The Mind and the Matter

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"The Mind and the Matter"
The Twilight Zone episode
Episode no.Season 2
Episode 27
Directed byBuzz Kulik
Written byRod Serling
Featured musicStock
Production code173-3659
Original air dateMay 12, 1961 (1961-05-12)
Guest appearances
  • Shelley Berman as Archibald Beechcroft
  • Jack Grinnage as Henry
  • Chet Stratton as Mr. Rogers
  • Robert McCord as Elevator Operator
  • Jeane Wood as Landlady
Episode chronology
← Previous
"Shadow Play"
Next →
"Will the Real Martian Please Stand Up?"
The Twilight Zone (1959 TV series, season 2)
List of episodes

"The Mind and the Matter" is episode 63 of the American television anthology series The Twilight Zone. It originally aired on May 12, 1961 on CBS.

Opening narration[edit]

A brief if frenetic introduction to Mr. Archibald Beechcroft. A child of the 20th century, a product of the population explosion, and one of the inheritors of the legacy of progress. Mr. Beechcroft again, this time Act Two of his daily battle for survival, and in just a moment our hero will begin his personal one-man rebellion against the mechanics of his age, and to do so he will enlist certain aides available only in the Twilight Zone.


Archibald Beechcroft, a misanthropist, has a crowded time getting to work, and becomes annoyed when errand boy Henry spills coffee all over his suit. Taking some aspirin in the bathroom, his boss Mr. Rogers lectures him about a proper lifestyle to maintain his health. Aggravated, Beechcroft says he's fed up with the crowded conditions at the office and wants to eliminate all the people of the world.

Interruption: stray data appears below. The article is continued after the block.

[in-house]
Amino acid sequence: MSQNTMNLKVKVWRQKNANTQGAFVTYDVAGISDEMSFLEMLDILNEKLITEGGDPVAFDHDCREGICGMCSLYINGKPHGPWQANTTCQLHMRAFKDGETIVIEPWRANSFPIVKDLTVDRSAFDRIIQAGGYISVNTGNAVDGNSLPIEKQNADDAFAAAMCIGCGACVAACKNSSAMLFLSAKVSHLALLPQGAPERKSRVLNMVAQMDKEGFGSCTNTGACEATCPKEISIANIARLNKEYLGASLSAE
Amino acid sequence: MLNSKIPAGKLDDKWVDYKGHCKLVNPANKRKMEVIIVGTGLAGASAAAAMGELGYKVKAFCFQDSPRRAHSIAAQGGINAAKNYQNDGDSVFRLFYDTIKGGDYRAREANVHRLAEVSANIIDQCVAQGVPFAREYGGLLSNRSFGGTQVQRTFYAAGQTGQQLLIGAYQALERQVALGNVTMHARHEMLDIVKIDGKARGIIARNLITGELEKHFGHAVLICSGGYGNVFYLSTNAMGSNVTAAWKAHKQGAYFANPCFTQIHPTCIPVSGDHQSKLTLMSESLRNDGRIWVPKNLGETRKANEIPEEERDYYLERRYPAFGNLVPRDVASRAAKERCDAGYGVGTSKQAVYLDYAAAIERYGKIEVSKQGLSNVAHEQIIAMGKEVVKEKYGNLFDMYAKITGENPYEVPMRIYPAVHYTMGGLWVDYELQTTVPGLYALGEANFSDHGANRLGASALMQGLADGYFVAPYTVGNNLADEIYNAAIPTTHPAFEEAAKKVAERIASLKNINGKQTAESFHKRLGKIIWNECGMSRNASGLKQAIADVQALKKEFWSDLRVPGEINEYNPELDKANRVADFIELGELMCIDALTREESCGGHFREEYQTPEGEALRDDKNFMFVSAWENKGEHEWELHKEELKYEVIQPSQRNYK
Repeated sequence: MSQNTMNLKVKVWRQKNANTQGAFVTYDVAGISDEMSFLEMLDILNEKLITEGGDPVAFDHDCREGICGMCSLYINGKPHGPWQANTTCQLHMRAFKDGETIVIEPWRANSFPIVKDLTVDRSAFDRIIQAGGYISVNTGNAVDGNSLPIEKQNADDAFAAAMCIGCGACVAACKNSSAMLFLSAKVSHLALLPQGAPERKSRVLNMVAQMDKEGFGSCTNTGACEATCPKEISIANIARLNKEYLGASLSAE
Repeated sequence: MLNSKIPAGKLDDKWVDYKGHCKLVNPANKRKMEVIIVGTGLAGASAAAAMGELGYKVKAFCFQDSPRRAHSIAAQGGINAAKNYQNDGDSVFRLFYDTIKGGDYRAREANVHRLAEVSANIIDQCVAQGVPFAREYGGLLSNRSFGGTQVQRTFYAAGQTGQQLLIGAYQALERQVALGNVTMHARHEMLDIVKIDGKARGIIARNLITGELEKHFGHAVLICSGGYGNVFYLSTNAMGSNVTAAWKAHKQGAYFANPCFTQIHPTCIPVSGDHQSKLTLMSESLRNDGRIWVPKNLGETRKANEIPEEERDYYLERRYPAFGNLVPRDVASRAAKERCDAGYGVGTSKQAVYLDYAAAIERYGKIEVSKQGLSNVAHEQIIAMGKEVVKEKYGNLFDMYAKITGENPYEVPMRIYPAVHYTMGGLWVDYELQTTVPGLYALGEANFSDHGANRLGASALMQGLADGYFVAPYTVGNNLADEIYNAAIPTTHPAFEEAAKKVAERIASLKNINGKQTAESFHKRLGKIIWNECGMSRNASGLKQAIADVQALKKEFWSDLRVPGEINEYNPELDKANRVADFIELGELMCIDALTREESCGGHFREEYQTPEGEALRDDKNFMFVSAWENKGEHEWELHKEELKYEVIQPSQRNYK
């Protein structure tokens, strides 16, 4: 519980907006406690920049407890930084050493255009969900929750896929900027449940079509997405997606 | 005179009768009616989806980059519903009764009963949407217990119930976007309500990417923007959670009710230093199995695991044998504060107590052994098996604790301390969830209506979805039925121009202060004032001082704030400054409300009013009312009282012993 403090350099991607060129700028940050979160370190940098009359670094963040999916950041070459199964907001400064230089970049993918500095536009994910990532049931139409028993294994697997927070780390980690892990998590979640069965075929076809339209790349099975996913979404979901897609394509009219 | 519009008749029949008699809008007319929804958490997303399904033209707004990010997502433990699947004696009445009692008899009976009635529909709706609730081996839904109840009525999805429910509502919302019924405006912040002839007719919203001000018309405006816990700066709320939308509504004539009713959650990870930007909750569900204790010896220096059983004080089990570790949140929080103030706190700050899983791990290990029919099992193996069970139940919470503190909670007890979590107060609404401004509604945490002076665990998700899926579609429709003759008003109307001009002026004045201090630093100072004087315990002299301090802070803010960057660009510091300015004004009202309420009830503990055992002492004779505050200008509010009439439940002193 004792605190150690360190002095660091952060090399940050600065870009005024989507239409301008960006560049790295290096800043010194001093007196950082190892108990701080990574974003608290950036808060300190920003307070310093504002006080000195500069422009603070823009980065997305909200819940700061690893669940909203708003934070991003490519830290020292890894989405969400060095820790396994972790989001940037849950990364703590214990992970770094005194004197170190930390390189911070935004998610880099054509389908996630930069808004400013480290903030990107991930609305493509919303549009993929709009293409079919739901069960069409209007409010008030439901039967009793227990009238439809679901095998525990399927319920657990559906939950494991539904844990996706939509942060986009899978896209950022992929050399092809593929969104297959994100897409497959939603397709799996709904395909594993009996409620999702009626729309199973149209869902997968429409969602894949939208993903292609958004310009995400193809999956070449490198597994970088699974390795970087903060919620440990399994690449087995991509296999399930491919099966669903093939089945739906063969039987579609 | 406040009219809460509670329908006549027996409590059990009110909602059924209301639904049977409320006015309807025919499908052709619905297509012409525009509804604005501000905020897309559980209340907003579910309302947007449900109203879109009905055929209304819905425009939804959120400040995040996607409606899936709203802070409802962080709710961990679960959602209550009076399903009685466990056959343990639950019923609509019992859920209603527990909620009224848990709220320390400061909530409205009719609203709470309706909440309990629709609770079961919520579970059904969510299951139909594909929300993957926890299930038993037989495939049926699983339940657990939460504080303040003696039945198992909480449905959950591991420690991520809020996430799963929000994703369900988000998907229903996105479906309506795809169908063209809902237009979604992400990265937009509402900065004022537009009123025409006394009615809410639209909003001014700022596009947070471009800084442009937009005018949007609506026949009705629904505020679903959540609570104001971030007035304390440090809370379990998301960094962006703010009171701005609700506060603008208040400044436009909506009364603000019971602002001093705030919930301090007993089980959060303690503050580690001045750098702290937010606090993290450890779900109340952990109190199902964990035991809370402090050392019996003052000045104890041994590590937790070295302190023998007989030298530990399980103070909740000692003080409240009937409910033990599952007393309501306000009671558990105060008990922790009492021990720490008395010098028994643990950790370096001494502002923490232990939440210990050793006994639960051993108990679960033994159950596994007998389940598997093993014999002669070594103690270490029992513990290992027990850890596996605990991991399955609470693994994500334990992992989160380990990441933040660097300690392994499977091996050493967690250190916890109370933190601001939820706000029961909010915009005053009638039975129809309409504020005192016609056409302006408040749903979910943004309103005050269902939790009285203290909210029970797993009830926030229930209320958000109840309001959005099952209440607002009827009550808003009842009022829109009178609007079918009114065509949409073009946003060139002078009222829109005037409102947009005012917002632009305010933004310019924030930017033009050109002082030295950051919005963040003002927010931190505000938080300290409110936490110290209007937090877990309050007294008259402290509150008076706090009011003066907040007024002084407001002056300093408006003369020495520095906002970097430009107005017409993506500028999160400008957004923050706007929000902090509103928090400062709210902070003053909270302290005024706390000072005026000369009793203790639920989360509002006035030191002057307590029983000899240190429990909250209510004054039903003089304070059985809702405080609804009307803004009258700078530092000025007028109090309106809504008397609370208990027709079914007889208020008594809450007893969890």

In the cafeteria for lunch, Henry apologizes to Beechcroft further for spilling the coffee, saving him a seat and presenting him with a book titled The Mind and the Matter, which deals with the ultimate in concentration; Henry explains that his friend has learned how to make things happen with his mind. Beechcroft leafs through the book in the cafeteria, continues to read it on the subway ride home, and finishes it over dinner in his apartment. When his landlady knocks to collect his rent, he tests the theory that concentration is the greatest power in the world, and successfully makes her disappear.

The next day, Beechcroft uses his concentration to make his crowded subway station empty of people. He rides an empty subway train to his empty office, with doors opening for him. Though he takes satisfaction in his newfound peace and quiet, he soon grows bored. Reflections of himself appear, taunting him as bored and lonely. He tries causing diversions such as an earthquake and thunderstorm, but isn't entertained. He glumly rides the empty train subway home, where he is again taunted by his reflection. Arguing with it, he gets the idea of repopulating the world with people like himself.

He does so, and the next morning the crowds in the subway and elevator are back, but now everyone has his face and antisocial personality. Dismayed, he returns the world to the way it used to be. Henry again spills coffee on him, and asks about the book. Beechcroft pretends to have found the book "totally unbelievable".

Closing narration[edit]

Mr. Archibald Beechcroft, a child of the twentieth century, who has found out through trial and error – and mostly error – that with all its faults, it may well be that this is the best of all possible worlds. People notwithstanding, it has much to offer. Tonight's case in point – in the Twilight Zone.


  • DeVoe, Bill. (2008). Trivia from The Twilight Zone. Albany, GA: Bear Manor Media. ISBN 978-1-59393-136-0
  • Grams, Martin. (2008). The Twilight Zone: Unlocking the Door to a Television Classic. Churchville, MD: OTR Publishing. ISBN 978-0-9703310-9-0

External links[edit]